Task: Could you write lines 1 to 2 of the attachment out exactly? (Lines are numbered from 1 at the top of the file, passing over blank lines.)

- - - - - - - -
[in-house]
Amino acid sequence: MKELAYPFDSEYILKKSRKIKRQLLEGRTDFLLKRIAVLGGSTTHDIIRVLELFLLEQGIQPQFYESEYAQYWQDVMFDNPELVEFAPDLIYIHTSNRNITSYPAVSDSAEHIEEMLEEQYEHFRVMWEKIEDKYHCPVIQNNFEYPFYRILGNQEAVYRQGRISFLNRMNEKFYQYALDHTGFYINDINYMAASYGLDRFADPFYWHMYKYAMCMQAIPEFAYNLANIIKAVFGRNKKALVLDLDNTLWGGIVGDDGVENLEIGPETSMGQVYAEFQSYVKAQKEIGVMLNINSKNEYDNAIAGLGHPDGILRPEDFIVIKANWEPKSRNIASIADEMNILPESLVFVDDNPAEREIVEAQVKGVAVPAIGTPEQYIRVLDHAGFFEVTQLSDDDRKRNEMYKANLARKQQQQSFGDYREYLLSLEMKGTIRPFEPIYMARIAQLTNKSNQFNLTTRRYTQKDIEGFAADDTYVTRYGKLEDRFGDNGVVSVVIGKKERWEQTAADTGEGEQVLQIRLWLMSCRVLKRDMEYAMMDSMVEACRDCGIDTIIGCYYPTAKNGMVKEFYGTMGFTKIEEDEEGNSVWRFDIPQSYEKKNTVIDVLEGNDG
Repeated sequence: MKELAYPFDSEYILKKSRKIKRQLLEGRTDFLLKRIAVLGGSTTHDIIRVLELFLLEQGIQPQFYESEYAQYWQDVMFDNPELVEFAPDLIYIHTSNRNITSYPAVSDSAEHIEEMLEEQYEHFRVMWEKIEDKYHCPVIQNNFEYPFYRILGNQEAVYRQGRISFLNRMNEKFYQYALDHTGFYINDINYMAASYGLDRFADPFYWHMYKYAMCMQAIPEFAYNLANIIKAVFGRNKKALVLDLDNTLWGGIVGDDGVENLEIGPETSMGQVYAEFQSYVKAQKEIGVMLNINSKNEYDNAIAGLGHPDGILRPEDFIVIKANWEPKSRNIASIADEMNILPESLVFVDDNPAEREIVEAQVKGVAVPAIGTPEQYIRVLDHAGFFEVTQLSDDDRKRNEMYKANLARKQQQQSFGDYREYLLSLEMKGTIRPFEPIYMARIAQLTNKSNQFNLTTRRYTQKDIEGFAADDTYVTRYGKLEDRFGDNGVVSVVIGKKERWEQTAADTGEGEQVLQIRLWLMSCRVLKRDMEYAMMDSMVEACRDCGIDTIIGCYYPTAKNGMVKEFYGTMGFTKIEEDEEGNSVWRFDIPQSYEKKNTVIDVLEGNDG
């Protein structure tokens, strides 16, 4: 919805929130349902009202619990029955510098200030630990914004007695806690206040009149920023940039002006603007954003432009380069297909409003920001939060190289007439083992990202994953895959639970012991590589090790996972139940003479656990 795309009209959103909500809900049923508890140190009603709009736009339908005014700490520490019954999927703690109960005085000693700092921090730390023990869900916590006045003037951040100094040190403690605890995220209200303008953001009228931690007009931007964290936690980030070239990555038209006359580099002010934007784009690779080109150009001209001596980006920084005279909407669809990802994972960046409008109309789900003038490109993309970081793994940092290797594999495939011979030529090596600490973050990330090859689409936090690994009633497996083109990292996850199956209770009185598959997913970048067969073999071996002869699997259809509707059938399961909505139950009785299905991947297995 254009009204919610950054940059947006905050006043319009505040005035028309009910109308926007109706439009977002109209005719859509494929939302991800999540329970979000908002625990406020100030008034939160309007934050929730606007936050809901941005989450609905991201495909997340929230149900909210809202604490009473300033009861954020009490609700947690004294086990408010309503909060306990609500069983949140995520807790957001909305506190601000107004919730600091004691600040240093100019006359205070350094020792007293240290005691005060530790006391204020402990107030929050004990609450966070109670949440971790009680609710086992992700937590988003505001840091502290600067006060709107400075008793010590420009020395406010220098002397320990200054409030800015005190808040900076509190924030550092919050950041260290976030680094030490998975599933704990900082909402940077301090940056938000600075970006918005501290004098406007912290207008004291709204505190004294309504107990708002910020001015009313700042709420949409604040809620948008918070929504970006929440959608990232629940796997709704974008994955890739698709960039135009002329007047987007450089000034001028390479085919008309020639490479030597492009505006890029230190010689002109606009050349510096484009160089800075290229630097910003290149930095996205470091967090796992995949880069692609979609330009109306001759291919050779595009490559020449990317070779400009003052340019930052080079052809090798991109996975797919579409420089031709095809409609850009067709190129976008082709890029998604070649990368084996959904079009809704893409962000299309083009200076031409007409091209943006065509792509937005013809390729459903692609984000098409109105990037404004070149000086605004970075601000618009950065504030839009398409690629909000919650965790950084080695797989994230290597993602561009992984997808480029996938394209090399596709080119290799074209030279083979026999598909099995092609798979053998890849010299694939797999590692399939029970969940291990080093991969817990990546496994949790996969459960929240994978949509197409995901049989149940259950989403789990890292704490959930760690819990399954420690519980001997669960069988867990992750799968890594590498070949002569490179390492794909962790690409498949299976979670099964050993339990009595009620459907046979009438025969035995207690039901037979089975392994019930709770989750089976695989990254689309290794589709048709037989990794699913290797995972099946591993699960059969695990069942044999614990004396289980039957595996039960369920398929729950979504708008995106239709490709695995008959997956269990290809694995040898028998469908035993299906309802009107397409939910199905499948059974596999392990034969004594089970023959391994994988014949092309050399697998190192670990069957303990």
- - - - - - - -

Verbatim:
[in-house]
Amino acid sequence: MKELAYPFDSEYILKKSRKIKRQLLEGRTDFLLKRIAVLGGSTTHDIIRVLELFLLEQGIQPQFYESEYAQYWQDVMFDNPELVEFAPDLIYIHTSNRNITSYPAVSDSAEHIEEMLEEQYEHFRVMWEKIEDKYHCPVIQNNFEYPFYRILGNQEAVYRQGRISFLNRMNEKFYQYALDHTGFYINDINYMAASYGLDRFADPFYWHMYKYAMCMQAIPEFAYNLANIIKAVFGRNKKALVLDLDNTLWGGIVGDDGVENLEIGPETSMGQVYAEFQSYVKAQKEIGVMLNINSKNEYDNAIAGLGHPDGILRPEDFIVIKANWEPKSRNIASIADEMNILPESLVFVDDNPAEREIVEAQVKGVAVPAIGTPEQYIRVLDHAGFFEVTQLSDDDRKRNEMYKANLARKQQQQSFGDYREYLLSLEMKGTIRPFEPIYMARIAQLTNKSNQFNLTTRRYTQKDIEGFAADDTYVTRYGKLEDRFGDNGVVSVVIGKKERWEQTAADTGEGEQVLQIRLWLMSCRVLKRDMEYAMMDSMVEACRDCGIDTIIGCYYPTAKNGMVKEFYGTMGFTKIEEDEEGNSVWRFDIPQSYEKKNTVIDVLEGNDG